Fulop Raises $2.2m Toward Gubernatorial Campaign

Jersey City Mayor Steven Fulop reports his gubernatorial campaign‘s first quarter numbers:

$2.2 million raised and $40K on the expense side ($40k).

A big city pol who for a decade navigated the tough world of Hudson County’s most complex town as its chief executive, Fulop in April formally announced that he is running for Governor in 2025.

“I’m running for governor,” the mayor said in an emailed message.

“From my time serving as a U.S. Marine to leading Jersey City as Mayor, my career has always been guided by a strong desire to take on difficult challenges and find solutions that help improve peoples’ lives. Now I’m running for Governor to bring those same values to Trenton.”

“I’m launching my campaign now because I believe that New Jersey can become an even better place for all of us, and I will be sharing my vision over the coming months for how we will make it happen,” he added. “I’ve never backed down from a fight before, and I’m ready to work hard for all the people of our great state to deliver the results New Jersey deserves.”

First elected mayor in 2013 and twice reelected (2017 and 2021), Fulop is running in the 2025 Democratic Primary to succeed sitting Governor Phil Murphy.

The candidate crowed about his haul in a release, noting that the total is the most ever raised by a non-incumbent gubernatorial candidate in his or her first fundraising quarter in New Jersey history, and it was achieved in an abbreviated window since Fulop announced his campaign for Governor on April 11.

“From the day we launched we have received an overwhelmingly positive reaction from Democrats throughout New Jersey, and this unprecedented fundraising total is the latest sign that our campaign is gaining major momentum,” said Mayor Fulop. “I’m so thankful to the more than 1,300 individuals who contributed to our campaign and who have bought into our vision for New Jersey’s future.”

From the release:

The Fulop campaign received contributions from over 1,300 individual donors, with amounts ranging from $50 to the current maximum allowable contribution of $4,900. The $2.2 million raised will mean that the Fulop campaign will receive more than $6 million in additional public matching funds to be used in the primary election window. Currently, the maximum that candidates participating in the state’s public financing program can raise in the primary is $2.7 million, which the Fulop campaign has now nearly reached in a single quarter. The limit is expected to be increased by the state Election Law Enforcement Commission before the 2025 election. The Fulop campaign will report just over $50,000 in expenses, giving it an extremely low burn rate and putting it in a position to save the vast majority of its resources until the Primary election approaches.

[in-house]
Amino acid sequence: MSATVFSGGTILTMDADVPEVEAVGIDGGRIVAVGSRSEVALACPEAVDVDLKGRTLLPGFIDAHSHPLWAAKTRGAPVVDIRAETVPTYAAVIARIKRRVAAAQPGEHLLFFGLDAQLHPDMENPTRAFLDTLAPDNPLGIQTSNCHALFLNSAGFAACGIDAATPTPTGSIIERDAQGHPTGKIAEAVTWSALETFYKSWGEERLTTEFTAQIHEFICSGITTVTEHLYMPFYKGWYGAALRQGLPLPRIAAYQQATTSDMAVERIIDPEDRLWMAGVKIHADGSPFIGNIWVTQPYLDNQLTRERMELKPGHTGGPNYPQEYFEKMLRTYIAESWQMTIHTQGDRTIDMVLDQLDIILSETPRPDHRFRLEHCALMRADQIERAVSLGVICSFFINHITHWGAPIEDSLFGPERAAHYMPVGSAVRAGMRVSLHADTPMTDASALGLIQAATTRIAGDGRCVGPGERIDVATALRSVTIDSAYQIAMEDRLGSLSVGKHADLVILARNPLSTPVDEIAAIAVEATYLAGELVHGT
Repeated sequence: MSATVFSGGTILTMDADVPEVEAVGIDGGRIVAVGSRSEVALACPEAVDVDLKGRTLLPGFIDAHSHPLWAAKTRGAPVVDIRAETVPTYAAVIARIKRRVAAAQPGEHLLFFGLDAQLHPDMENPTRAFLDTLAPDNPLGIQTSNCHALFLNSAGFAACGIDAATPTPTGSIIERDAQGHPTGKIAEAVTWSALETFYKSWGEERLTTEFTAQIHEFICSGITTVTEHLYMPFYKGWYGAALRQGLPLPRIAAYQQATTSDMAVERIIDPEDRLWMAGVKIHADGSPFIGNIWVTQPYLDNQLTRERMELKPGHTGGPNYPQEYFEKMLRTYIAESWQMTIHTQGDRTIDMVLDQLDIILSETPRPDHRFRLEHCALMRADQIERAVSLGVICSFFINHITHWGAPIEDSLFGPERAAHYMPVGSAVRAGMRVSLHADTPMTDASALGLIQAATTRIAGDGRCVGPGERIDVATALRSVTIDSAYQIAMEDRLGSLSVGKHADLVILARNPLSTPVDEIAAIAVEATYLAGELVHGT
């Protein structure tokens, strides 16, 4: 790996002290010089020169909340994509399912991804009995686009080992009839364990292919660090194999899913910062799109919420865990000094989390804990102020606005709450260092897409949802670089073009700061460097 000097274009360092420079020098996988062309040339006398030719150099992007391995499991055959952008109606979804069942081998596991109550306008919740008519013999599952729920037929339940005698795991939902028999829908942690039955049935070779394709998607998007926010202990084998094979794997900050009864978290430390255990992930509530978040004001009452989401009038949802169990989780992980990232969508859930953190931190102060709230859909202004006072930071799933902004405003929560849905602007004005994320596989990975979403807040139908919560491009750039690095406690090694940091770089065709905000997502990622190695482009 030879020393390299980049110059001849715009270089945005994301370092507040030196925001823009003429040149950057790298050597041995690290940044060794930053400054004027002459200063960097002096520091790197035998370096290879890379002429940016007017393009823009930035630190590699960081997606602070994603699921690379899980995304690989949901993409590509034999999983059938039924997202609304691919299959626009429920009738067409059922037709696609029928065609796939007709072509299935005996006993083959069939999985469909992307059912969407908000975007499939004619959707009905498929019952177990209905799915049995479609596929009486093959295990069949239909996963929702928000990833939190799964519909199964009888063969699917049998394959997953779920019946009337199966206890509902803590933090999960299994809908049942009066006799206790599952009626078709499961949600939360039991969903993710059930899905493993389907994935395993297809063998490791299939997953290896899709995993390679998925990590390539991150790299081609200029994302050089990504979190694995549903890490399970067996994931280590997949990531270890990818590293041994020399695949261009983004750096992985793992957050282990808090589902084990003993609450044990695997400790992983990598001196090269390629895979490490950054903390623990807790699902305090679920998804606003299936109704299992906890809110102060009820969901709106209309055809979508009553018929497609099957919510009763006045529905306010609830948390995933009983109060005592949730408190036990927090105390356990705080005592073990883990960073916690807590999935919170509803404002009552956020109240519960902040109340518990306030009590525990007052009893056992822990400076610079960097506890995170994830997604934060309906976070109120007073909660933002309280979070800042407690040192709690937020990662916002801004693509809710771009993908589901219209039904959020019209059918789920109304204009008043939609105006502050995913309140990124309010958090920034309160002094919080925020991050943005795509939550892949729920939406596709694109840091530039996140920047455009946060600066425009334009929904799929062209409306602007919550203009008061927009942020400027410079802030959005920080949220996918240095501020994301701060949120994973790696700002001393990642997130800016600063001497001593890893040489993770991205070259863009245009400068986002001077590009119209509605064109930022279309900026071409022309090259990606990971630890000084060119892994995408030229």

“Our campaign is growing every day with new volunteers, supporters and donors coming on board, and I’m proud of not only what we raised but the fact we have kept expenses remarkably low for a campaign of this scope,” said Mayor Fulop. “We’re going to continue working hard over the next 23 months to build our coalition and roll out the most detailed and forward-looking policy agenda in any New Jersey gubernatorial campaign.”

Less than three months since announcing his campaign, Mayor Fulop has secured the county line in Hudson and Warren counties and been endorsed by several of the state’s most influential mayors, including Atlantic City Mayor Marty Small, Sr., Westfield Mayor Shelley Brindle, Morristown Mayor Tim Dougherty, South Orange Mayor Sheena Collum, Clinton Mayor Janice Kovach and more. The campaign has also been endorsed by the Amalgamated Transit Workers Union International and New Jersey Council as well as four Teamsters locals representing thousands of active and retired workers. The campaign has also onboarded over 300 volunteers who have gone through an intensive training program and are working to organize in their own communities.


(Visited 557 times, 1 visits today)

Leave a Reply

Your email address will not be published.

News From Around the Web

The Political Landscape